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England travel tips: 'Old Blighty' still a great destination

By Staff
Big Ben - London
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The clock tower at the Houses of Parliament in London is one of England's most recognizable symbols and popular attractions. (Courtesy photo)

Though its weather is still doing its worst to sully England's reputation, old Blighty remains a mightily appealing travel destination, especially for golfers.

England has something for every tourist, from dynamic, action-packed London to the charming university towns of Oxford and Cambridge, the beautiful northern countryside and some of Europe's most storied golf courses.

Planning an overseas trip can be daunting, though, especially if you've never traveled abroad. Here are some travel tips from WorldGolf.com to help smooth things out.

Traveling to England

Unless you've got a steamer trunk you've always been waiting to use, you'll be flying to England. Most major international airlines offer flights from North America; you'll most likely land at London's Gatwick or Heathrow airports, though some carriers offer service to Manchester or Birmingham. Check the Web sites of airlines such as Delta and British Airways for travel times and prices.

You'll need a valid U.S. passport to enter the United Kingdom. It's also a good idea to review the latest British travel restrictions before taking off.

Traveling in England

When to go: Between April and September is the best time to travel in England, unless you want to experience the infamous British weather. Of course, thousands of other tourists have the same plan, but you'll probably only feel truly cramped in July or August, the busiest months.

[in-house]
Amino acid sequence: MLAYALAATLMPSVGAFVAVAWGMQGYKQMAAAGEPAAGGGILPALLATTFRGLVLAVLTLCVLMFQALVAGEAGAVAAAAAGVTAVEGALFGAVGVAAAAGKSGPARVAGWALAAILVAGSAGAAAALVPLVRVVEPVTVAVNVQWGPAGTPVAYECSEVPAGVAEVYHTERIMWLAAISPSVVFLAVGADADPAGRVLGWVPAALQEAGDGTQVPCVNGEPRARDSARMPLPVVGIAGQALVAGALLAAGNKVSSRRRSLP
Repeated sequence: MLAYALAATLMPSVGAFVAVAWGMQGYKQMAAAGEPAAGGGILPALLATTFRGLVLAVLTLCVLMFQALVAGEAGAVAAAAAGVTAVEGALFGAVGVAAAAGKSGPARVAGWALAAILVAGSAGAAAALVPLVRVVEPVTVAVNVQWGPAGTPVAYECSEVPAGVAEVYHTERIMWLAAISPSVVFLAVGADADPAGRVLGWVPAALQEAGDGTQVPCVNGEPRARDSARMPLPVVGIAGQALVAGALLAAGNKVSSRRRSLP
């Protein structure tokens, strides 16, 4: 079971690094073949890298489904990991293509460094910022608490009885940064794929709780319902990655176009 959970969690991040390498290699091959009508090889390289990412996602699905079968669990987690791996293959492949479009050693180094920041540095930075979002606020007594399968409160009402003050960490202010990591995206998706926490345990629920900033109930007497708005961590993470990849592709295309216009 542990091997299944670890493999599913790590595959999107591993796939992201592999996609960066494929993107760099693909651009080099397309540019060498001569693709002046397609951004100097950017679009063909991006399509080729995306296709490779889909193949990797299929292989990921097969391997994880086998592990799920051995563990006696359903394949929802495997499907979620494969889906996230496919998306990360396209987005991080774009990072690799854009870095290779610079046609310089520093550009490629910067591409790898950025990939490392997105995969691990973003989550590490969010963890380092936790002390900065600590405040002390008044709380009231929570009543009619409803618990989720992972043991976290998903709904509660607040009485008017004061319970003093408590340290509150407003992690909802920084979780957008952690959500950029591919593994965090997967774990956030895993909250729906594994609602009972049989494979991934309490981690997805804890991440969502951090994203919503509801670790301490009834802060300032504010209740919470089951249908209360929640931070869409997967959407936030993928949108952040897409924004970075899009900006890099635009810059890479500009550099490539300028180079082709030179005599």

What to see: With its dynamic mix of restaurants, sites, museums and other cultural attractions, London is a terrific, and terrifically expensive, place to spend time. But England isn't just London.

In the north, you'll find a beautiful countryside of lakes, castles and national parks. Take a day trip to the medieval city of York, or check out Manchester, home of a world-famous soccer team and an almost-as-famous music scene.

The south has a more subdued landscape, with quiet country lanes and inland waterways. There you'll find Oxford, Cambridge and Stratford, Shakespeare's birthplace. The southern seashore is known for fun beach resorts like Brighton, and Cornwall in the southwest offers spectacular rocky coastline and wonderful surfing.

Getting around: The best way to see England is by train. BritRail offers passes ranging from two days to a full month to overseas visitors (you must buy before traveling). Consult the Visit Britain Direct Web site for more information.

If you're OK with driving on the left, England is served by the major car-rental players. The network of highways and major secondary roads is extensive and well-maintained, but rural byways in more remote areas like Cornwall and the Lake District are often narrow, twisting and hemmed in by walls. Exercise caution, especially at night and in bad weather.